Observation of Jupiter from Distance Orbital

Jupiter can actually be viewed at night during clear sky from earth close to the borders of the oceanic frontiers where the reflection of ocean at times may be greenish or sky blue.

You can find Jupiter nestled among the stars of the constellation of Gemini the Twins, sporting a bright, the glowing sunlight propagates its yellowish tinge of magnitude -2.7. A view through binoculars may expose a tiny disc with up to four reflection positioned points of light spaced out either side of it. These are the Galilean moons of Jupiter – Io, Ganymede, Europa and Callisto. You can watch them change position as they orbit around the giant planet almost on an hourly basis and you can certainly note the changes of position from night to night.

Jupiter and its visible moons

A small telescope will show you a lot more. Magnifications of 50x to 100x will show considerable detail, including some of the cloud belts and possibly the Great Red Spot. Earth’s atmospheric conditions will affect what and how much you can see, so be prepared to experiment with more, or even less, magnification.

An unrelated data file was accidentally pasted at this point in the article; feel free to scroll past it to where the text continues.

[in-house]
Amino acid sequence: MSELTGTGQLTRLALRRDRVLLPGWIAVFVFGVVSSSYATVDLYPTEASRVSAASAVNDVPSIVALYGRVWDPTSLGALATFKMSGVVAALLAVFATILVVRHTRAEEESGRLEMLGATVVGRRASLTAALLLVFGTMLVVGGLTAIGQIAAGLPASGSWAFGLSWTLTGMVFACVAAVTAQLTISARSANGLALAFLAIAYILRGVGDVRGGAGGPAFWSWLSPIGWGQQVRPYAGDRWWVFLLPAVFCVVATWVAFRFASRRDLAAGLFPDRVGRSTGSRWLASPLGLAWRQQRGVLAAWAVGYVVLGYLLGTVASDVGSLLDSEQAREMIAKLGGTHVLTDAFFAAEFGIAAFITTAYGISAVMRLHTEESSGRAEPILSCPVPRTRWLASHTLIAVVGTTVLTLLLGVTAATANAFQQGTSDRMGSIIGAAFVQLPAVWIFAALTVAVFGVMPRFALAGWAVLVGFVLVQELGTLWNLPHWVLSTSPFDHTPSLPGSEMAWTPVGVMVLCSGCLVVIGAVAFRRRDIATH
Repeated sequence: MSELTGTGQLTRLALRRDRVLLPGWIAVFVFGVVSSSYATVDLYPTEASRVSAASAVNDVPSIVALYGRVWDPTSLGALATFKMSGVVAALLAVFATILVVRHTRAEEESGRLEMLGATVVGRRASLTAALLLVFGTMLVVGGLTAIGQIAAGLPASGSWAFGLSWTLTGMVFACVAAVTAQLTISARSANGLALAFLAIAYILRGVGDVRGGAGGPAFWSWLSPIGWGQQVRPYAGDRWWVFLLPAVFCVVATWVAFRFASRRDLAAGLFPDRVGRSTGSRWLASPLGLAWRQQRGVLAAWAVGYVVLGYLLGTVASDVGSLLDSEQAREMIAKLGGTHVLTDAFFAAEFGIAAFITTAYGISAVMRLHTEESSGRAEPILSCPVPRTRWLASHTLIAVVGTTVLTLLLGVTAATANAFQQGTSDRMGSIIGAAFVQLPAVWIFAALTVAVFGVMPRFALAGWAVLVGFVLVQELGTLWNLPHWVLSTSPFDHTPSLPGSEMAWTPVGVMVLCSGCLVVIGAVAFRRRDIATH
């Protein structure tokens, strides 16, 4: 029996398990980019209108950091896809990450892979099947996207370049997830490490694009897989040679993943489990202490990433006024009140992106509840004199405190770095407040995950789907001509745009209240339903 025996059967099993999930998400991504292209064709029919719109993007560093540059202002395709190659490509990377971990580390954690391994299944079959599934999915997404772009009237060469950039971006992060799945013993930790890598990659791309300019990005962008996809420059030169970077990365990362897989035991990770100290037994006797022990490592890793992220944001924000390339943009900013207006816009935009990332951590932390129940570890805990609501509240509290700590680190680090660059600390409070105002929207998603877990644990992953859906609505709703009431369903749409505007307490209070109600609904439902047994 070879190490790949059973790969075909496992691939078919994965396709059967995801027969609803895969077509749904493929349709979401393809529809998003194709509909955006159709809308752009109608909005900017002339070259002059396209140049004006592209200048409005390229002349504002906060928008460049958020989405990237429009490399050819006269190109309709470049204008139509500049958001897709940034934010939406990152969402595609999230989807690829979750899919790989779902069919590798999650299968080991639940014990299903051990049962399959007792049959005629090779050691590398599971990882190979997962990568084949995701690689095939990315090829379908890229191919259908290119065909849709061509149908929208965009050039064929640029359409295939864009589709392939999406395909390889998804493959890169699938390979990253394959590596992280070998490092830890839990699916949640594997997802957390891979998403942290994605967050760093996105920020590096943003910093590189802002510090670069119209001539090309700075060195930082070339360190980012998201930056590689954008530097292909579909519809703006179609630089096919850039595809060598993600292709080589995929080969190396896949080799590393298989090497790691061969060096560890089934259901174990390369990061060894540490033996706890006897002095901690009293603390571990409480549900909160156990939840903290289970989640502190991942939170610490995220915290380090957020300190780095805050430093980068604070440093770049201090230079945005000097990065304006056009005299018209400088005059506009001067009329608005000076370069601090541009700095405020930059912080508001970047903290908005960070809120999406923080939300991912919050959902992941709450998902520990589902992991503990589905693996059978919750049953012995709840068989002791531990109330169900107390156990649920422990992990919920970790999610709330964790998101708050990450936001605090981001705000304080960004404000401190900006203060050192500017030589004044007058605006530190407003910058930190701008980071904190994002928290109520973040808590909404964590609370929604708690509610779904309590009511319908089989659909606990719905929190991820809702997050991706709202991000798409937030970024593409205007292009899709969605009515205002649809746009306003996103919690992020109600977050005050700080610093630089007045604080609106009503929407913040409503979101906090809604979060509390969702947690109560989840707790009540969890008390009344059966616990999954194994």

The use of colored glass filters can help improve your view of the planet too. They boost the contrast and can allow you to see more detail on the planet surface. A light yellow filter can work well as can an orange or even a red one. It’s worth experimenting here too. See if you can see the slightly squashed appearance of the disc – this is caused by the fact that Jupiter is rotating so fast on its axis, in around 10 hours, that it is flattened at its poles.

The moons passes in front of and go behind Jupiter, events respectively known as transits and occultations, which can produce fascinating viewing. Transits are the most interesting of all as you may be able to see the shadows of the moons on the disc of the planet itself as they cross Jupiter’s face. These are known as shadow transits.

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